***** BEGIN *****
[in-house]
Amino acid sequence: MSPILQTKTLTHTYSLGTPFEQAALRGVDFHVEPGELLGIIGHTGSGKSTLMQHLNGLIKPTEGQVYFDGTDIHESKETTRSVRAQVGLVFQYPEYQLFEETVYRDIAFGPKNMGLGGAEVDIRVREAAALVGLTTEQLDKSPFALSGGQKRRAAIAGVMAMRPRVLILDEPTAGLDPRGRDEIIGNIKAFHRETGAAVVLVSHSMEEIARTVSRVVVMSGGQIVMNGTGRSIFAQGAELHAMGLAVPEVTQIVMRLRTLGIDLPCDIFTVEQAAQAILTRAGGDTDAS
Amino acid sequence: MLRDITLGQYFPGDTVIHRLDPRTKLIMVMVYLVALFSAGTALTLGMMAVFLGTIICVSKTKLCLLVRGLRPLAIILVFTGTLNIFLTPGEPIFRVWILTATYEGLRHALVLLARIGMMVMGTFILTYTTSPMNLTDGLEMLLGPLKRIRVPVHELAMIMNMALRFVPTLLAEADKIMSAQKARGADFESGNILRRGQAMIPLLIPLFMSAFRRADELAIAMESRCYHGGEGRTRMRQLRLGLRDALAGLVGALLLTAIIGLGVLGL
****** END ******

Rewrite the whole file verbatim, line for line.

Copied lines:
[in-house]
Amino acid sequence: MSPILQTKTLTHTYSLGTPFEQAALRGVDFHVEPGELLGIIGHTGSGKSTLMQHLNGLIKPTEGQVYFDGTDIHESKETTRSVRAQVGLVFQYPEYQLFEETVYRDIAFGPKNMGLGGAEVDIRVREAAALVGLTTEQLDKSPFALSGGQKRRAAIAGVMAMRPRVLILDEPTAGLDPRGRDEIIGNIKAFHRETGAAVVLVSHSMEEIARTVSRVVVMSGGQIVMNGTGRSIFAQGAELHAMGLAVPEVTQIVMRLRTLGIDLPCDIFTVEQAAQAILTRAGGDTDAS
Amino acid sequence: MLRDITLGQYFPGDTVIHRLDPRTKLIMVMVYLVALFSAGTALTLGMMAVFLGTIICVSKTKLCLLVRGLRPLAIILVFTGTLNIFLTPGEPIFRVWILTATYEGLRHALVLLARIGMMVMGTFILTYTTSPMNLTDGLEMLLGPLKRIRVPVHELAMIMNMALRFVPTLLAEADKIMSAQKARGADFESGNILRRGQAMIPLLIPLFMSAFRRADELAIAMESRCYHGGEGRTRMRQLRLGLRDALAGLVGALLLTAIIGLGVLGL